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Archive for the ‘Wasting Money in the Recession’ Category

This is a case I reported on earlier in my blog.  I cannot fathom how this story has not been covered by 60 Minutes or made the front page of any major daily.  I’m just as surprised that it has not surfaced in any major daily in California during the budget crisis.  Why?  Because this could cost the State over half a billion dollars.  In fact, a verdict has been delivered against California by a Nevada jury and is awaiting appeal- in the State of Nevada.

The events are covered in detail in any of the following sources:

Forbes, Oyez: US Supreme Court Media

To summarize, the California FTB sued Gilbert Hyatt, an inventor of a microprocessor chip, for tax fraud.  The FTB claimed that Mr. Hyatt did not file a return for the income derived from his invention.  Mr. Hyatt claimed he was already a Nevada resident at the time he invented the chip; California claimed otherwise.  Whether that case has merit is still to be decided and could lead to a recovery of around $50M for the FTB, including penalties and interest, which account for over 80% of the total.

 The real issue, however, is the FTB’s misconduct in pursuing Mr. Hyatt in Nevada.  According to Bill Leonard, a member of the California State Board of Equalization, as published in his newsletter:

Tax agents rummaged through his trash without warrants, visited business partners and doctors, and shared his Social Security Number and other personal information with the media. This is outrageous behavior and I call on the FTB to rein in their agents. What really galled me is the FTB testified in open court that this level of harassment was only a typical audit. If true, then the stormtroopers are alive and well at the FTB.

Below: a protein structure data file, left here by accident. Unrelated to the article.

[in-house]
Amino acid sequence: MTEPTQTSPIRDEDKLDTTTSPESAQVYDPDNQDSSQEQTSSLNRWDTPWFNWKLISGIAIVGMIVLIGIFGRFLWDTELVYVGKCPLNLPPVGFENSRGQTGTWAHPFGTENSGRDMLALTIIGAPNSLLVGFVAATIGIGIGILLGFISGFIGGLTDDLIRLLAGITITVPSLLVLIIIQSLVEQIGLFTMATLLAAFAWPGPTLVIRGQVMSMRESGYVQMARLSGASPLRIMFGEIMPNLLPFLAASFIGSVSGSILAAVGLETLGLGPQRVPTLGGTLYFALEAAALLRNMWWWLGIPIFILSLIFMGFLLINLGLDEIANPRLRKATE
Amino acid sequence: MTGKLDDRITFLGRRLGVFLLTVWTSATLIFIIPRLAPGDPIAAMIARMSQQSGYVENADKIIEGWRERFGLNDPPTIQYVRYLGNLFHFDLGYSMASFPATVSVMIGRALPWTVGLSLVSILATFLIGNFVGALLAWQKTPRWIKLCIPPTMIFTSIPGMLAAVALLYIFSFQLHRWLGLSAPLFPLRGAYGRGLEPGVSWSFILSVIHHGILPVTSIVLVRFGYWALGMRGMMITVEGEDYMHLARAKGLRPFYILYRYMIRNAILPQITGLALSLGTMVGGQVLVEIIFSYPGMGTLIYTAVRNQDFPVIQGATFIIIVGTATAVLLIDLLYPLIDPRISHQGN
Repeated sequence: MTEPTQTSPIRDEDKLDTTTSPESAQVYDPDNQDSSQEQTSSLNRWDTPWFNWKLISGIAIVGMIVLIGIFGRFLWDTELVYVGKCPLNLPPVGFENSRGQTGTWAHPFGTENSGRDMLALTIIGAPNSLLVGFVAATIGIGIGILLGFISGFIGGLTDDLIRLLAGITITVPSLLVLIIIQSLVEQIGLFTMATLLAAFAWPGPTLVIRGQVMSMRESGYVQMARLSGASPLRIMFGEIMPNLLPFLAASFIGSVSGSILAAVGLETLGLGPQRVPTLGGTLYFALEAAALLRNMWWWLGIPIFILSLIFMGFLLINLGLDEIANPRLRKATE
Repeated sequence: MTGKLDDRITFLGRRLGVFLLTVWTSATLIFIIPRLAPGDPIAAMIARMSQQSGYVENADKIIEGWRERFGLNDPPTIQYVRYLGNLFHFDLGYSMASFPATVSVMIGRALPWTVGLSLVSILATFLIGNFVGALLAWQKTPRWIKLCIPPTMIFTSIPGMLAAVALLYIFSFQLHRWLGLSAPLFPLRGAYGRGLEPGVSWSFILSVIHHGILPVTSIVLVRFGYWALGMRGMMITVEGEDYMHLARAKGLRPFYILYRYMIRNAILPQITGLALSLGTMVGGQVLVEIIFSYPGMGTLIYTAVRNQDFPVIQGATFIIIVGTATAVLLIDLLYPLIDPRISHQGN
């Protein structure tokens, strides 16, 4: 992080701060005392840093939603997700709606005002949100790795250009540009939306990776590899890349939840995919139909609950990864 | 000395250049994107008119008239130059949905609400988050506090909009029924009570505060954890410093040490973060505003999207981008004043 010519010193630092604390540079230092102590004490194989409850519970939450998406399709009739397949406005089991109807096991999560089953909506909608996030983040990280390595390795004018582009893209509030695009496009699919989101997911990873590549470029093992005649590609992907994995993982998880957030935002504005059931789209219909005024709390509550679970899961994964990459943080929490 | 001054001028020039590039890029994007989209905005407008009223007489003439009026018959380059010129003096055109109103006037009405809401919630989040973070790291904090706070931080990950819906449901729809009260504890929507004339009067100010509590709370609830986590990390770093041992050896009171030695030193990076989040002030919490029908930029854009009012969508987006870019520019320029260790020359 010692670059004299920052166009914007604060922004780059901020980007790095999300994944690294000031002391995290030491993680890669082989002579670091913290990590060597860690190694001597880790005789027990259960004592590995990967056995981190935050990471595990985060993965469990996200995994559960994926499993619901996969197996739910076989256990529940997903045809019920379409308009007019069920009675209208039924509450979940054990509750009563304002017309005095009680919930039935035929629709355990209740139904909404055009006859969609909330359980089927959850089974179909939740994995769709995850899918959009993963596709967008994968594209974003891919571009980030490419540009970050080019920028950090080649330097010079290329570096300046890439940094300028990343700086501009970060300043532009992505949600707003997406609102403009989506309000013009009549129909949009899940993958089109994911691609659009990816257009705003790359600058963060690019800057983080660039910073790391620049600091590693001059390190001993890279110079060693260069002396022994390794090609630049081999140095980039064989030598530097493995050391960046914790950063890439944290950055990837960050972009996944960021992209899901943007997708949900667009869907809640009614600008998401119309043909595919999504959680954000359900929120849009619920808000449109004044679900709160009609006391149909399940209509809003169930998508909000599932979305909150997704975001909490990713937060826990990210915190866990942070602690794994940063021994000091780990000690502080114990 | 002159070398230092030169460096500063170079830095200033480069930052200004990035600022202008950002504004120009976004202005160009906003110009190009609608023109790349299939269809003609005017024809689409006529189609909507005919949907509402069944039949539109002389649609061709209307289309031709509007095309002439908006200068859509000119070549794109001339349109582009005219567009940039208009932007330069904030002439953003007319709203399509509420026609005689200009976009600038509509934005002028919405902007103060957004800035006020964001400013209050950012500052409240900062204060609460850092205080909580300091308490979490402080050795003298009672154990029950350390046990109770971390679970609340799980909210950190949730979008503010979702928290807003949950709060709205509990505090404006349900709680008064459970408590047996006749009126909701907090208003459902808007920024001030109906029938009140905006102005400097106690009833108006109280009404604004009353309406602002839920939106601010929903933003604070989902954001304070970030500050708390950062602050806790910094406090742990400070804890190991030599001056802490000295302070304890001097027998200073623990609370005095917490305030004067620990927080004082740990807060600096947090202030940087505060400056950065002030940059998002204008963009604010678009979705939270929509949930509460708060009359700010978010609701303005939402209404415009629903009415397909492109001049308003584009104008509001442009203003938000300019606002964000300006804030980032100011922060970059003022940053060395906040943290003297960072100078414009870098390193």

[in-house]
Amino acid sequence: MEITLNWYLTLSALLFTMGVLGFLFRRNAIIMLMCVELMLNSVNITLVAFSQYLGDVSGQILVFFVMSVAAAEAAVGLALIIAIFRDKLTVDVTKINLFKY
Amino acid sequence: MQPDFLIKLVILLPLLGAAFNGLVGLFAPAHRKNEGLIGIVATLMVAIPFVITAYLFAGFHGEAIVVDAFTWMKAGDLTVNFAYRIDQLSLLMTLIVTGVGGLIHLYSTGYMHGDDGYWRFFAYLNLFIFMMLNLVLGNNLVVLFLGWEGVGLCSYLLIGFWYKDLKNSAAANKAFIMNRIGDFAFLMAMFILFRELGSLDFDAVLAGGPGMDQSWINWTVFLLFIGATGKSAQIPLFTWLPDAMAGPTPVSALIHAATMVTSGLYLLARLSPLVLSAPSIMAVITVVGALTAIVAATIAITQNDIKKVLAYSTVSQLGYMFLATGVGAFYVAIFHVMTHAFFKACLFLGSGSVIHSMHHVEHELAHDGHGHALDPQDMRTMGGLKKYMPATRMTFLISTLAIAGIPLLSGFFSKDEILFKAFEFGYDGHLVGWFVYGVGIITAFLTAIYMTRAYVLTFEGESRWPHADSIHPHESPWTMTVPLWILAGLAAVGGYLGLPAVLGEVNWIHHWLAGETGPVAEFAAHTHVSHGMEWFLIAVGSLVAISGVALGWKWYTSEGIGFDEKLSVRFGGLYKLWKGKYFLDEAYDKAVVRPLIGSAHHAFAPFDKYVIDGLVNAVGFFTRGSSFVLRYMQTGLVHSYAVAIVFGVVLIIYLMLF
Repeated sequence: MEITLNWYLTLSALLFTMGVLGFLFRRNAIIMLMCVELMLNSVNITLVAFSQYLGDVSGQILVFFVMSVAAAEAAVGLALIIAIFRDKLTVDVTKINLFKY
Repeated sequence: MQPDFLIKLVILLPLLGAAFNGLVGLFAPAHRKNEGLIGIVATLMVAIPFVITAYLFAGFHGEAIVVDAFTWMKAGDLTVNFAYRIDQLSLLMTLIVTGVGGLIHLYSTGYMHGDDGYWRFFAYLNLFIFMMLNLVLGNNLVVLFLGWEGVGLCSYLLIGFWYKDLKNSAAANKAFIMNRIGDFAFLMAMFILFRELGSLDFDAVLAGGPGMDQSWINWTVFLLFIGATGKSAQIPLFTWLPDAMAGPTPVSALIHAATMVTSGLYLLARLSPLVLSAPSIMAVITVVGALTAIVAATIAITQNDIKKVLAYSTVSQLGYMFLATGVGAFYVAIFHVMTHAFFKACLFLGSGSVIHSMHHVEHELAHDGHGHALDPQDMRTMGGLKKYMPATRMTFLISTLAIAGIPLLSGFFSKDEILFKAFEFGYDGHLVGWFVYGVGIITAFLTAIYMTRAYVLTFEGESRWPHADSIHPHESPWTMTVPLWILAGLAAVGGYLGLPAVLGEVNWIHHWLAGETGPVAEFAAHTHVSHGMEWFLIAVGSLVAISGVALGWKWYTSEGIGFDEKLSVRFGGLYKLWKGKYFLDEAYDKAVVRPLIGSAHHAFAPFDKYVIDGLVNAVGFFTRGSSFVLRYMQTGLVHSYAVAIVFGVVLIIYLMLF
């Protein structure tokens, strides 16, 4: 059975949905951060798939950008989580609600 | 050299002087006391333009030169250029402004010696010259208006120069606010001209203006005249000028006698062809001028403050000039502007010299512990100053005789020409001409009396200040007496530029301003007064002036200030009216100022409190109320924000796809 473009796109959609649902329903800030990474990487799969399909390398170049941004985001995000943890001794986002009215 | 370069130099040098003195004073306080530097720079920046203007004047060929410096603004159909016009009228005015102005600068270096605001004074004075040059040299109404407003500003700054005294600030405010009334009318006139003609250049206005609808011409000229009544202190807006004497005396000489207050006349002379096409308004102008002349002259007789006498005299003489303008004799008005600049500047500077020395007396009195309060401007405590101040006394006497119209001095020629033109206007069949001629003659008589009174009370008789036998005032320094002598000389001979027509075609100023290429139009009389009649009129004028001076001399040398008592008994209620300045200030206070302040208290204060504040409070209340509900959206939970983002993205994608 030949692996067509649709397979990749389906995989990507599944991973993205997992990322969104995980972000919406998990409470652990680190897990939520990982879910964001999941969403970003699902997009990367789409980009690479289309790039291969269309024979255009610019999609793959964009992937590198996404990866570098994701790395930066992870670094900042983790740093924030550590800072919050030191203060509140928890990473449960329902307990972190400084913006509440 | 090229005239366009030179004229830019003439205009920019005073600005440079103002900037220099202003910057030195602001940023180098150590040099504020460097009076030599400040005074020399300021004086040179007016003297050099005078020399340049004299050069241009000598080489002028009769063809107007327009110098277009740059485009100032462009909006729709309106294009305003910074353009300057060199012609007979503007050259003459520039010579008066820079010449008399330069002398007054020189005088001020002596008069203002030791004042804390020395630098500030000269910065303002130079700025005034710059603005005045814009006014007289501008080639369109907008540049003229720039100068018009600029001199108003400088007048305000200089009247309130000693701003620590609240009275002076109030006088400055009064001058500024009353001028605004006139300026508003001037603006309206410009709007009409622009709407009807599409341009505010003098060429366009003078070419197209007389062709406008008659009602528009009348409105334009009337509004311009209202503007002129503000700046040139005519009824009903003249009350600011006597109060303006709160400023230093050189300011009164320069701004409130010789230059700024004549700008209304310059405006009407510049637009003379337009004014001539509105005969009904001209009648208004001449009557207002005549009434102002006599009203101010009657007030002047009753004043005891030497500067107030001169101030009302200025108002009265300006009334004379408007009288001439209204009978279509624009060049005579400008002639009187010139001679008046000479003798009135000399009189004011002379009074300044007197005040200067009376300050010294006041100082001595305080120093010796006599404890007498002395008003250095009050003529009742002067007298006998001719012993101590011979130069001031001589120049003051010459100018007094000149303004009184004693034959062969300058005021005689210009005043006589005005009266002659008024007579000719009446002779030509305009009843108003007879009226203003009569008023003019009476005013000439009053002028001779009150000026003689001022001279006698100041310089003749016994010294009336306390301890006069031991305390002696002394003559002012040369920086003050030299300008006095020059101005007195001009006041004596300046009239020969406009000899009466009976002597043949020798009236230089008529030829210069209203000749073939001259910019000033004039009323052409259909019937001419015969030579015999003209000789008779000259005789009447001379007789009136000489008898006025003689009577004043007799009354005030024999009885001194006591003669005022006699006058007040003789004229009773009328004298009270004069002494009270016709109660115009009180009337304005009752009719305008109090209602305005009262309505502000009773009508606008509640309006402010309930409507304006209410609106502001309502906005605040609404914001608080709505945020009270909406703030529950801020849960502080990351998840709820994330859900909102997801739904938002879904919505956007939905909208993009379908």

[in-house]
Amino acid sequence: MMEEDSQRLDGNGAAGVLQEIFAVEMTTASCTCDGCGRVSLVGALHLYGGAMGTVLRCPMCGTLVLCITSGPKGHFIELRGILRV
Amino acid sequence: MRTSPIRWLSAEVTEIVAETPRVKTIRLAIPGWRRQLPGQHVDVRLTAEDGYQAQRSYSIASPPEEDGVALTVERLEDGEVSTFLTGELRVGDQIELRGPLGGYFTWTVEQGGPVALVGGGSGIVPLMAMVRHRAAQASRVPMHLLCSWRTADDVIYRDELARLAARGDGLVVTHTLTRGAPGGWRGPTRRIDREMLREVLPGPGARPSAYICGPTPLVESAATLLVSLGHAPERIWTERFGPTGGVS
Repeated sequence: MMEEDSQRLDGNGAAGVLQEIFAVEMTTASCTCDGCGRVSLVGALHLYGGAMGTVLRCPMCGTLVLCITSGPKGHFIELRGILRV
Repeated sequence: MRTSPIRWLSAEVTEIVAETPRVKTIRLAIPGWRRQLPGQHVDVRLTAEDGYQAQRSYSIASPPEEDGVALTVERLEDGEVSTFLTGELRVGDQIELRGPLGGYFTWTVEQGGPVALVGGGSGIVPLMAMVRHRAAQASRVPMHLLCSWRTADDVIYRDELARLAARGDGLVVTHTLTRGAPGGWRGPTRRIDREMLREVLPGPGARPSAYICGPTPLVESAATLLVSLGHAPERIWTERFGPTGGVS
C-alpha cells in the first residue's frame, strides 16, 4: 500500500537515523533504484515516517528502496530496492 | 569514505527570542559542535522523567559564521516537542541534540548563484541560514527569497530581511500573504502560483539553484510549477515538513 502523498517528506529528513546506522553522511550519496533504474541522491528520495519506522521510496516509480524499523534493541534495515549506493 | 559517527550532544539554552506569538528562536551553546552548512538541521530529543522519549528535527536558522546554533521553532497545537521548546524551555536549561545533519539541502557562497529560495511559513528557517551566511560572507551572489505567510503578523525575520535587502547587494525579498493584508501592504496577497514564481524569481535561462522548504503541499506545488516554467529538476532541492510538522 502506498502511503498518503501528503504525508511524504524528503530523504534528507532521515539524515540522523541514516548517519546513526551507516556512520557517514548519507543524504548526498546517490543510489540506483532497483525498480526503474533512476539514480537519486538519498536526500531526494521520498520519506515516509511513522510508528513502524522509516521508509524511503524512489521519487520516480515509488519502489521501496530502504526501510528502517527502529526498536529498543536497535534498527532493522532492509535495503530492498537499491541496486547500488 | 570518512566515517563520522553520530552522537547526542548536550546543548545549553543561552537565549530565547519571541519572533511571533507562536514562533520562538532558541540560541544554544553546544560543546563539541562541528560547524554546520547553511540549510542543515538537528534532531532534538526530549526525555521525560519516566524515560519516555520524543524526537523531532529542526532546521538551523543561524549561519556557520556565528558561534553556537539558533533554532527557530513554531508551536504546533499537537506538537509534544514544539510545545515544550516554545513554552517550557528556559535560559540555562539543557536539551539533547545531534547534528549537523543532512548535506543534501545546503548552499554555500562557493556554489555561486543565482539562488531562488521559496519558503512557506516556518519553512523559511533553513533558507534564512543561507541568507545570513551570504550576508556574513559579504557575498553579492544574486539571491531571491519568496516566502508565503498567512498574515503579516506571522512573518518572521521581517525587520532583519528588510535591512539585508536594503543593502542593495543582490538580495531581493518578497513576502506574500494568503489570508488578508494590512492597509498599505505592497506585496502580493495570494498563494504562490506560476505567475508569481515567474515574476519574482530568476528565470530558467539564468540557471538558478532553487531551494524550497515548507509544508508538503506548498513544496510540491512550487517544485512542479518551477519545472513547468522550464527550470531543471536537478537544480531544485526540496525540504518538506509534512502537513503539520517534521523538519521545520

Mr. Hyatt sued the FTB for torts and other misconduct.  The FTB claimed it was immune from being sued under the doctrine of comity- defined by the Nevada Supreme Court as “an accommodation policy, under which the courts of one state voluntarily give effect to the laws and judicial decisions of another state out of deference and respect, to promote harmonious interstate relations.”

The Nevada Supreme Court sided with Hyatt.  The FTB appealed to the United States Supreme Court who ruled 9-0 against the agency, stating in its unanimous opinion:

“The State of Nevada is undoubtedly “competent to legislate” with respect to the subject matter of the alleged intentional torts here, which, it is claimed, have injured one of its citizens within its borders.”

“The Nevada Supreme Court sensitively applied principles of comity with a healthy regard for California’s sovereign status, relying on the contours of Nevada’s own sovereign immunity from suit as a benchmark for its analysis.”

Now the stage was set for Mr. Hyatt’s suit for damages.  He won his case in Nevada District Court in August 2008 and was awarded almost $400 million. 

The FTB requested a whole new trial.  The request was rejected. Judge Walsh of the District Court in Las Vegas said, “FTB essentially relies on previously unsuccessful arguments.”

What’s more, Judge Walsh ruled that the FTB must post a bond equal to 10% of the settlement, or around $39 million, if it wants to appeal.